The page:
The societal impact of good management and leadership
Last month I provided a glimpse into the future of AIM when I offered a brief outline of the broad areas of policy that your Membership organisation will begin to pursue to take us down the road towards our vision of better mangers, better leaders for a better society.
This month, Netflix – the US-based content streaming company announced that its employees – both male and female - are eligible for ‘unlimited’ (up to 12-months) parental leave on full pay and benefits on the birth of a child.
Announcing one of the most generous parental leave policies anywhere in the world, Netflix’s Chief Talent Officer, Tawni Cranz said that, "Netflix's continued success hinges on us competing for and keeping the most talented individuals in their field. Experience shows people perform better at work when they're not worrying about home." As the announcement was made, Netflix’s stock price hit $121 – a new high and a rise of almost 8%.
As I have travelled around Australia for the recent Meet the Membership events (formerly called Meet the CEO!) there is no doubt that one of the things that has really resonated is the idea that sound management and leadership practice has a significant impact outside of the workplace.
The societal impact of good management and leadership is one of our core policy platforms because we believe that AIM has an important role to play in this area.
This policy area is about more than the simple concept of work / life balance, or about ensuring that you and your staff take the allotted annual leave each year. It’s about the things that we do as managers and leaders that attract and retain staff. And crucially it’s about recognising the impact that good management and leadership practice in the workplace has outside of the workplace.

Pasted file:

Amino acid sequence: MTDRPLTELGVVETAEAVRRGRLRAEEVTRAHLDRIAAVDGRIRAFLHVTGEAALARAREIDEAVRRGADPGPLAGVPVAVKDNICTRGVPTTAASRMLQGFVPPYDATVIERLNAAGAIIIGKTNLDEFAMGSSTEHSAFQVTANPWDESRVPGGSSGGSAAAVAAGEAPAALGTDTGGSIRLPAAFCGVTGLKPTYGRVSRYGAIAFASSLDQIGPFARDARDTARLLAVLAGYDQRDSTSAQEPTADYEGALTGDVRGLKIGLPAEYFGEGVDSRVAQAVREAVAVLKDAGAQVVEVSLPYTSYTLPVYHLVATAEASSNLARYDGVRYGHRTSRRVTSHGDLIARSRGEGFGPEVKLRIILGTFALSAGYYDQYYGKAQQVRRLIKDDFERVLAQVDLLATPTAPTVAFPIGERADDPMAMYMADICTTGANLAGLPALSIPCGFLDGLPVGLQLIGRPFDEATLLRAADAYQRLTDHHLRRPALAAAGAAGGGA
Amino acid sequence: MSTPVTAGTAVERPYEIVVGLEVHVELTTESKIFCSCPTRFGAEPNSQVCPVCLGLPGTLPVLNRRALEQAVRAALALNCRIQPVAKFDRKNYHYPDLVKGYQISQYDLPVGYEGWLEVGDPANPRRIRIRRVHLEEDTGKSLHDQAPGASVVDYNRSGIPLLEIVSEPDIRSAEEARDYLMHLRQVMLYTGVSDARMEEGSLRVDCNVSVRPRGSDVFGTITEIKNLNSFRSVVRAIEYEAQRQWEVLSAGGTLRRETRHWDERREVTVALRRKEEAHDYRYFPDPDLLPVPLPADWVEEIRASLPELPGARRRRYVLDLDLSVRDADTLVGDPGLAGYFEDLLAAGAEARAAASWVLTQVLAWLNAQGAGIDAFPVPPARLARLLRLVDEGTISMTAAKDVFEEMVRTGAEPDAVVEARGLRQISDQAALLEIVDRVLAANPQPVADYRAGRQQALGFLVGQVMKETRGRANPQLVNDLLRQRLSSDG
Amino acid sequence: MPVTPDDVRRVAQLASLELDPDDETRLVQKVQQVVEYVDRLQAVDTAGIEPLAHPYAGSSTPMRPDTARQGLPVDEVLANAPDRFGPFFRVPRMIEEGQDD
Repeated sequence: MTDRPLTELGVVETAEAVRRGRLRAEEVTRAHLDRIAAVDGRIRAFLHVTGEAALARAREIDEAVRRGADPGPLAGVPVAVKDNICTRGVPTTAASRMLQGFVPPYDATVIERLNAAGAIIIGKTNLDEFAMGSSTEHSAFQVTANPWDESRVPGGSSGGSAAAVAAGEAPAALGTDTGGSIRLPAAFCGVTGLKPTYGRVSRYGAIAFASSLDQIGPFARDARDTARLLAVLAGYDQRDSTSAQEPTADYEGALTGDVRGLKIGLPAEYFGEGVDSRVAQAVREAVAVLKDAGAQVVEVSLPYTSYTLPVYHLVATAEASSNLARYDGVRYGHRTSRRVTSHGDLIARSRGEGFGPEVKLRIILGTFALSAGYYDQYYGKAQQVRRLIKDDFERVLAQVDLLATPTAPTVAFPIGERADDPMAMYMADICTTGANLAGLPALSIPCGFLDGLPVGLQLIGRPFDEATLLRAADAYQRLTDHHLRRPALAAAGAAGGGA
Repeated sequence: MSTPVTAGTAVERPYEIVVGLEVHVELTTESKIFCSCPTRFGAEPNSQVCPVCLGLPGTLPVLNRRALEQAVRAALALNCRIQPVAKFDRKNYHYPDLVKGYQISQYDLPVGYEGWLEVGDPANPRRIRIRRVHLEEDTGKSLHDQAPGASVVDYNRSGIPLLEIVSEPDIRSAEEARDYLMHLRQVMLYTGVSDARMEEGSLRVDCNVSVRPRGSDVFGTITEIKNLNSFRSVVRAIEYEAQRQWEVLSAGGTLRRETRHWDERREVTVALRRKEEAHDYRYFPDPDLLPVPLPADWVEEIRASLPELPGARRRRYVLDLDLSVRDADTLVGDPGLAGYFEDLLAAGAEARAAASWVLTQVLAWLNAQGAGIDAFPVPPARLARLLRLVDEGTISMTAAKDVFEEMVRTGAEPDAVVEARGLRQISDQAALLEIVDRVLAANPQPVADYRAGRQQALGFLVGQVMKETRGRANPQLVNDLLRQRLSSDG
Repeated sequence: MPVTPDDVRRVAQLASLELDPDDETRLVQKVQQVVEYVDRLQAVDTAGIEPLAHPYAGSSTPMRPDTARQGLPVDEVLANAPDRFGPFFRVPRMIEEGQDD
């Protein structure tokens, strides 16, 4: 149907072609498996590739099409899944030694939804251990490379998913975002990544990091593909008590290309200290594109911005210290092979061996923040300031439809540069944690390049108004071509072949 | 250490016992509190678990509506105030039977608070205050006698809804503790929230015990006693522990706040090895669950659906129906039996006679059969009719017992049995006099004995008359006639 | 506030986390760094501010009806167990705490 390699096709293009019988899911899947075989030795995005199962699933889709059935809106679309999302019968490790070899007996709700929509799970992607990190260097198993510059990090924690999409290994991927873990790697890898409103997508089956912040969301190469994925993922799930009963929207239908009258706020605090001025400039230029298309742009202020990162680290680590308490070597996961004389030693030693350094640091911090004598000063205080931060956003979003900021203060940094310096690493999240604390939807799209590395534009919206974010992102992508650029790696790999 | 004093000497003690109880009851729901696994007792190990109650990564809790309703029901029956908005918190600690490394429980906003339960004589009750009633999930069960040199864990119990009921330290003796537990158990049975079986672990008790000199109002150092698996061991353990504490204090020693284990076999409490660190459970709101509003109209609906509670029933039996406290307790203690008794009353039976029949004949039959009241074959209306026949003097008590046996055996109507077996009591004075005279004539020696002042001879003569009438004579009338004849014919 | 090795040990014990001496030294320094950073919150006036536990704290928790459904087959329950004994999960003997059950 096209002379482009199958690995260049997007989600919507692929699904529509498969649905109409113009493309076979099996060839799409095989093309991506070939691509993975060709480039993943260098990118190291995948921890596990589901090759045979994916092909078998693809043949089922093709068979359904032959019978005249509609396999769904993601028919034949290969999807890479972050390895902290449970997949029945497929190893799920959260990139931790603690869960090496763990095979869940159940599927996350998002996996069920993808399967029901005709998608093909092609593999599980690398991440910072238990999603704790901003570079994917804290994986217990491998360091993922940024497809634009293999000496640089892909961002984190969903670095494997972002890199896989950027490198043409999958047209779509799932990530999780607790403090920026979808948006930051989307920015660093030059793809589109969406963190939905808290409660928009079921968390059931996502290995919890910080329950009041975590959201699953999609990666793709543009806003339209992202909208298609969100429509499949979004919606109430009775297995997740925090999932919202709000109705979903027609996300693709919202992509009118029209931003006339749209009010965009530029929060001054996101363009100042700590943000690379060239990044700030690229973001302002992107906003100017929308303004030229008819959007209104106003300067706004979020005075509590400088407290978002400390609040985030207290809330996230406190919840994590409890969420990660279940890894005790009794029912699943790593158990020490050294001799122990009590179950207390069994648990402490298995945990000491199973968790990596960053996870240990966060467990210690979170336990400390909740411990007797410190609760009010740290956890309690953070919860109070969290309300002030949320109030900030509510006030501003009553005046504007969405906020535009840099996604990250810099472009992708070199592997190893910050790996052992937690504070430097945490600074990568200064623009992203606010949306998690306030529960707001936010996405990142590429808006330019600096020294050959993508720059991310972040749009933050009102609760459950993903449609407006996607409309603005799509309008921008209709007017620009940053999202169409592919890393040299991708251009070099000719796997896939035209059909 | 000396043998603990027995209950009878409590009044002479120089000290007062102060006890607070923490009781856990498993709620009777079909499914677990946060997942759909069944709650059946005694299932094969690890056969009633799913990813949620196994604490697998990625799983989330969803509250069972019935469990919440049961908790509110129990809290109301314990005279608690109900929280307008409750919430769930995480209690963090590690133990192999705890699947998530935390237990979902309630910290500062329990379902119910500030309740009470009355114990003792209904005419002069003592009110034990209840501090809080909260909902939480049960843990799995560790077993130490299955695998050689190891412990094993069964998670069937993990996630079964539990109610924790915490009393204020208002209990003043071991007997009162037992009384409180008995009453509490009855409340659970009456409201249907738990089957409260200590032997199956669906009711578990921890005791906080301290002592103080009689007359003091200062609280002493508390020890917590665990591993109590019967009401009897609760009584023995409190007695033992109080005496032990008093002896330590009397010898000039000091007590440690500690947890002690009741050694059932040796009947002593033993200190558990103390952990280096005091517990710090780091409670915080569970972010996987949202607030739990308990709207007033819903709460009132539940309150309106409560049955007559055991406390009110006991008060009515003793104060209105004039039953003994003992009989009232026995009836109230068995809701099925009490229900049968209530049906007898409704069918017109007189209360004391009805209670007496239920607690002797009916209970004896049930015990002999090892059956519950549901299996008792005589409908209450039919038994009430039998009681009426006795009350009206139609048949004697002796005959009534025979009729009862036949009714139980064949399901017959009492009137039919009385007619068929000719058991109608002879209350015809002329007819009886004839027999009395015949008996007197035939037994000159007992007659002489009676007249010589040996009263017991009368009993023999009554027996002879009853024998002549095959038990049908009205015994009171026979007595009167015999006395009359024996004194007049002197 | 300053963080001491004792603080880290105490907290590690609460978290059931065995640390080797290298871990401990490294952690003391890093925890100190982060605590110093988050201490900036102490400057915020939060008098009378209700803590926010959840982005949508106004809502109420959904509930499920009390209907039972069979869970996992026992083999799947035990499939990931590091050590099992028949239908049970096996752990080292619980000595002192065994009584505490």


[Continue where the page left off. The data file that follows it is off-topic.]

In one sense this impact would seem to be obvious. Today’s workplace is no longer simply the office. Most of us do our ‘work’ in a variety of places because the workplace is no longer fixed. Smartphones, tablets, wireless networks and social media have all seen the workplace gradually leave the confines of the physical office and extend into the home, the coffee shop, the train and the ferry. Even planes now offer wireless connectivity and allow us to fiddle with our phones midair. The old concept of work / life balance was based on the premise that work and life were separate and distinct, and that the role of the good leader was to ensure that they were somehow nicely ‘balanced’.
Work and ‘life’ have become increasingly integrated, intertwined and indistinguishable. And because of this, our own impact as good managers and leaders is now potentially far more significant.
Issues that were once easily (although no doubt incorrectly) defined as being non-work issues are now much more complex. Take mental health, for example. Back ‘in the day’, when work happened mainly at work, it was much easier for issues around mental health to be attributed to things ‘out there’, in society. Work was work and the complexities of life – family, relationships and everything else – were largely outside the scope of the workplace, and of the company, the manager and the leader. This is no longer the case. Mental health issues are now recognised as a significant issue both in the workplace and stemming from the workplace.
The role of a leader in today’s workplace is complex precisely because the workplace has become increasingly entwined with that thing called life.
Perhaps a perfect illustration of the issue is this; I’m writing this article on my tablet at 10pm. At home. I’m connected to my home WIFI and the TV is on. We’re watching Orange is the New Black. On Netflix.
I wonder if the Netflix employee who programmed the show is currently on 12-months parental leave?